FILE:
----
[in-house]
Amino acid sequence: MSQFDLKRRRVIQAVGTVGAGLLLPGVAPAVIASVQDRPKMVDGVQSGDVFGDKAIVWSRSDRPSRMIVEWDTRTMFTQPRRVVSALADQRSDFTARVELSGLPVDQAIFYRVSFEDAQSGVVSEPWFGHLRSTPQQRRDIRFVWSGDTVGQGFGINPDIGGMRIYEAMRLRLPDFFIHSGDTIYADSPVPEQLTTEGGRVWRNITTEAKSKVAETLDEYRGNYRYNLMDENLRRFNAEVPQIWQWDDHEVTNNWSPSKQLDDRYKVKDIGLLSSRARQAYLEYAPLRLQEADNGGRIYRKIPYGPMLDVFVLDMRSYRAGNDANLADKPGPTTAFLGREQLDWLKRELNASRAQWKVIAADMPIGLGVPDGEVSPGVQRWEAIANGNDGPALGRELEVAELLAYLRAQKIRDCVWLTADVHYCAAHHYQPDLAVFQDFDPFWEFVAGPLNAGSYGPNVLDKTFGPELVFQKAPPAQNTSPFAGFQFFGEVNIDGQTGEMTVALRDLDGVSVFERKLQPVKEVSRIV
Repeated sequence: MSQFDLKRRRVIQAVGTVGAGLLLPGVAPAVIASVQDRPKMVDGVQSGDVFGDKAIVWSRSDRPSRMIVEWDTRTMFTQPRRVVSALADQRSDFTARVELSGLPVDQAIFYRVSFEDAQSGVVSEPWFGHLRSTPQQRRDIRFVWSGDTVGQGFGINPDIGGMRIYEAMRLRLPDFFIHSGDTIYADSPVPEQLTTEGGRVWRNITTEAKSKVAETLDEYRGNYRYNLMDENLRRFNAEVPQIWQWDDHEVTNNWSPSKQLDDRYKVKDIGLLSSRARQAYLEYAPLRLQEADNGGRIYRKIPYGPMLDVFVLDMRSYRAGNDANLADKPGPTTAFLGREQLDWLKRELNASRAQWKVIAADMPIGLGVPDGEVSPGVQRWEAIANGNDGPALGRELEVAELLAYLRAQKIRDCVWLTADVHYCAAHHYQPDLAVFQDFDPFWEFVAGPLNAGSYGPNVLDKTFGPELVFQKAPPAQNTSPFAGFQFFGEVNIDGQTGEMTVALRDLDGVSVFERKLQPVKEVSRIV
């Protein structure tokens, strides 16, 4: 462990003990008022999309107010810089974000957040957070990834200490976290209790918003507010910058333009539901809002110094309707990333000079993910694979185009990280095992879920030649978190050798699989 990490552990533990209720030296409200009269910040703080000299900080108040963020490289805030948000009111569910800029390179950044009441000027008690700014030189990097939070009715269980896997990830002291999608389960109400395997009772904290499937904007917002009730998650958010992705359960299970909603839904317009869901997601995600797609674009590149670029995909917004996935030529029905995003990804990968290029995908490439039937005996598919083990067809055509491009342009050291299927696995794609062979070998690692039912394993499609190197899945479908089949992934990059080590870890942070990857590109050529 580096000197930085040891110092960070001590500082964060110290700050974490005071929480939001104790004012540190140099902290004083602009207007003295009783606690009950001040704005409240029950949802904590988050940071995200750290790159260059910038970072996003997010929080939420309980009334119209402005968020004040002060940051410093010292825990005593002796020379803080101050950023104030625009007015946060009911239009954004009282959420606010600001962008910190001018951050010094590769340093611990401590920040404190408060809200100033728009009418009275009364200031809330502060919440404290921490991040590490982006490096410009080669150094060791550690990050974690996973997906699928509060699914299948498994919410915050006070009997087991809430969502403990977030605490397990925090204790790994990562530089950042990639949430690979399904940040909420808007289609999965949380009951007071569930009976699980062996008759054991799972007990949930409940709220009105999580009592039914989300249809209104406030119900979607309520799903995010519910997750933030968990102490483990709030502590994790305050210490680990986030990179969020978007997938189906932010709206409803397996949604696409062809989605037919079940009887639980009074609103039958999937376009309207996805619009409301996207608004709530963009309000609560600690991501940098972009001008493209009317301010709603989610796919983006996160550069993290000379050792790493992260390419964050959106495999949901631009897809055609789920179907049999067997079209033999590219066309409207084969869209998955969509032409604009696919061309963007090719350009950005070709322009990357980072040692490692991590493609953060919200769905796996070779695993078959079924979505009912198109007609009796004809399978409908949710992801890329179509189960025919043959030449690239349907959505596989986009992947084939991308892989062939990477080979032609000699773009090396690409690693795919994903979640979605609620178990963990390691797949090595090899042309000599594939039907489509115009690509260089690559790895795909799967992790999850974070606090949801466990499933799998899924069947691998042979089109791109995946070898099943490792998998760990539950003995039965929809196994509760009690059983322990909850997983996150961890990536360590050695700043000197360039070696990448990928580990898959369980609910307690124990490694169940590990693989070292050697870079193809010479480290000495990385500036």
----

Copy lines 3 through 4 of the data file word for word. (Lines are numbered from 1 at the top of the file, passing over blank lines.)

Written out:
Repeated sequence: MSQFDLKRRRVIQAVGTVGAGLLLPGVAPAVIASVQDRPKMVDGVQSGDVFGDKAIVWSRSDRPSRMIVEWDTRTMFTQPRRVVSALADQRSDFTARVELSGLPVDQAIFYRVSFEDAQSGVVSEPWFGHLRSTPQQRRDIRFVWSGDTVGQGFGINPDIGGMRIYEAMRLRLPDFFIHSGDTIYADSPVPEQLTTEGGRVWRNITTEAKSKVAETLDEYRGNYRYNLMDENLRRFNAEVPQIWQWDDHEVTNNWSPSKQLDDRYKVKDIGLLSSRARQAYLEYAPLRLQEADNGGRIYRKIPYGPMLDVFVLDMRSYRAGNDANLADKPGPTTAFLGREQLDWLKRELNASRAQWKVIAADMPIGLGVPDGEVSPGVQRWEAIANGNDGPALGRELEVAELLAYLRAQKIRDCVWLTADVHYCAAHHYQPDLAVFQDFDPFWEFVAGPLNAGSYGPNVLDKTFGPELVFQKAPPAQNTSPFAGFQFFGEVNIDGQTGEMTVALRDLDGVSVFERKLQPVKEVSRIV
């Protein structure tokens, strides 16, 4: 462990003990008022999309107010810089974000957040957070990834200490976290209790918003507010910058333009539901809002110094309707990333000079993910694979185009990280095992879920030649978190050798699989 990490552990533990209720030296409200009269910040703080000299900080108040963020490289805030948000009111569910800029390179950044009441000027008690700014030189990097939070009715269980896997990830002291999608389960109400395997009772904290499937904007917002009730998650958010992705359960299970909603839904317009869901997601995600797609674009590149670029995909917004996935030529029905995003990804990968290029995908490439039937005996598919083990067809055509491009342009050291299927696995794609062979070998690692039912394993499609190197899945479908089949992934990059080590870890942070990857590109050529 580096000197930085040891110092960070001590500082964060110290700050974490005071929480939001104790004012540190140099902290004083602009207007003295009783606690009950001040704005409240029950949802904590988050940071995200750290790159260059910038970072996003997010929080939420309980009334119209402005968020004040002060940051410093010292825990005593002796020379803080101050950023104030625009007015946060009911239009954004009282959420606010600001962008910190001018951050010094590769340093611990401590920040404190408060809200100033728009009418009275009364200031809330502060919440404290921490991040590490982006490096410009080669150094060791550690990050974690996973997906699928509060699914299948498994919410915050006070009997087991809430969502403990977030605490397990925090204790790994990562530089950042990639949430690979399904940040909420808007289609999965949380009951007071569930009976699980062996008759054991799972007990949930409940709220009105999580009592039914989300249809209104406030119900979607309520799903995010519910997750933030968990102490483990709030502590994790305050210490680990986030990179969020978007997938189906932010709206409803397996949604696409062809989605037919079940009887639980009074609103039958999937376009309207996805619009409301996207608004709530963009309000609560600690991501940098972009001008493209009317301010709603989610796919983006996160550069993290000379050792790493992260390419964050959106495999949901631009897809055609789920179907049999067997079209033999590219066309409207084969869209998955969509032409604009696919061309963007090719350009950005070709322009990357980072040692490692991590493609953060919200769905796996070779695993078959079924979505009912198109007609009796004809399978409908949710992801890329179509189960025919043959030449690239349907959505596989986009992947084939991308892989062939990477080979032609000699773009090396690409690693795919994903979640979605609620178990963990390691797949090595090899042309000599594939039907489509115009690509260089690559790895795909799967992790999850974070606090949801466990499933799998899924069947691998042979089109791109995946070898099943490792998998760990539950003995039965929809196994509760009690059983322990909850997983996150961890990536360590050695700043000197360039070696990448990928580990898959369980609910307690124990490694169940590990693989070292050697870079193809010479480290000495990385500036």